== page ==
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Review: The Invention of Modern Moral Philosophy: A Review of "The Invention of Autonomy" by J. B. Schneewind

Reviewed Work: The Invention of Autonomy: A History of Modern Moral Philosophy by J. B. Schneewind
Review by: Jennifer A. Herdt , G. Scott Davis
The Journal of Religious Ethics
Vol. 29, No. 1 (Spring, 2001), pp. 145-173
Stable URL: http://www.jstor.org/stable/40017882
Page Count: 28
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The Invention of Modern Moral Philosophy: A Review of "The Invention of Autonomy" by J. B. Schneewind
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Abstract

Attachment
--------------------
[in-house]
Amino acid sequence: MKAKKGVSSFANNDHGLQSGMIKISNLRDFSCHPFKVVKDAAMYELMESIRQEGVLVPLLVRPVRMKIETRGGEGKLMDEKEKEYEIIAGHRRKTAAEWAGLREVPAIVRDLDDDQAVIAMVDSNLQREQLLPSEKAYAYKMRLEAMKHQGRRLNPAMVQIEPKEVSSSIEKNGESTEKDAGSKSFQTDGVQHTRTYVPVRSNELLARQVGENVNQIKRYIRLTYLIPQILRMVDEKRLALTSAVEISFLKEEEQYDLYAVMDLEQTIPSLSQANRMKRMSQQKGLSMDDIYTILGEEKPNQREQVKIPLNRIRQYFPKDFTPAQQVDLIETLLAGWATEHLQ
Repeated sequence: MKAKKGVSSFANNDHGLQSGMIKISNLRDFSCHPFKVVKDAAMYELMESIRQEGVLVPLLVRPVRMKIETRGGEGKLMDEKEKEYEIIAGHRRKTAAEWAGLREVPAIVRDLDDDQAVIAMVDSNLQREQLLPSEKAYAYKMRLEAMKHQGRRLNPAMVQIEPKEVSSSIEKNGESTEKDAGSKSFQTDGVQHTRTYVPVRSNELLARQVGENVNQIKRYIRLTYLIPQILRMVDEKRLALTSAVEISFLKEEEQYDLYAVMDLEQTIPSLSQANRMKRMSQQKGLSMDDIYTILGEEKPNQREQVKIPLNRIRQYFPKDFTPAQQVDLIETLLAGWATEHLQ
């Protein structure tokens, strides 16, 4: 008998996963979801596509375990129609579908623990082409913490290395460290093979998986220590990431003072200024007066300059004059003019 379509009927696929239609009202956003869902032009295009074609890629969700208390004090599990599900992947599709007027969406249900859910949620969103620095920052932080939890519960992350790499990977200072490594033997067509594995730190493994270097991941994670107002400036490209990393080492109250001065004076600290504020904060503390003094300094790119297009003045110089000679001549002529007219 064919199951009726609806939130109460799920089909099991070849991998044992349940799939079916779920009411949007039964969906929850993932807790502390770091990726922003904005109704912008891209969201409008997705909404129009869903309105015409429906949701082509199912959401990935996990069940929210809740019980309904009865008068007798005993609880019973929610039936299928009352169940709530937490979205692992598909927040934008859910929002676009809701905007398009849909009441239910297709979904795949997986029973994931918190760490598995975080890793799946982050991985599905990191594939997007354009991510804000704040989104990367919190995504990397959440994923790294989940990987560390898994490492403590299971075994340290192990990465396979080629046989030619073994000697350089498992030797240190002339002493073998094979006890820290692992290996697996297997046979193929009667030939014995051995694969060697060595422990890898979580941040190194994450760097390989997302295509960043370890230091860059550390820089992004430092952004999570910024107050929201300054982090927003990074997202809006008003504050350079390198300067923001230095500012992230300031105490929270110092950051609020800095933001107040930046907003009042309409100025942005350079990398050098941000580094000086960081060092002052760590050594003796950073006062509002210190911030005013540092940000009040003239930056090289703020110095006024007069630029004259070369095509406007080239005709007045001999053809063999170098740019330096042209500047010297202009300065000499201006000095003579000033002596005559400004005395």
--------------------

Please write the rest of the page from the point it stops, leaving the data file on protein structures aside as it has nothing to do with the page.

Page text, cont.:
This review essay assesses the significance of J. B. Schneewind's "The Invention of Autonomy" for the history of moral thought in general and for religious ethics in particular. The essay offers an overview of Schneewind's complex argument before critically discussing his four central themes: the primacy of Immanuel Kant, the fundamentality of conflict, the insufficiency of virtue, and community with God. Whereas Schneewind argues that an impasse between modern natural law and perfectionist ethics revealed irresolvable tensions within Christian ethics and thus encouraged the emergence of secular moral thought, this author suggests that these tensions were specific to a voluntarist strand of Christian moral thought from which even antivoluntarists of the modern period were unable to break free.

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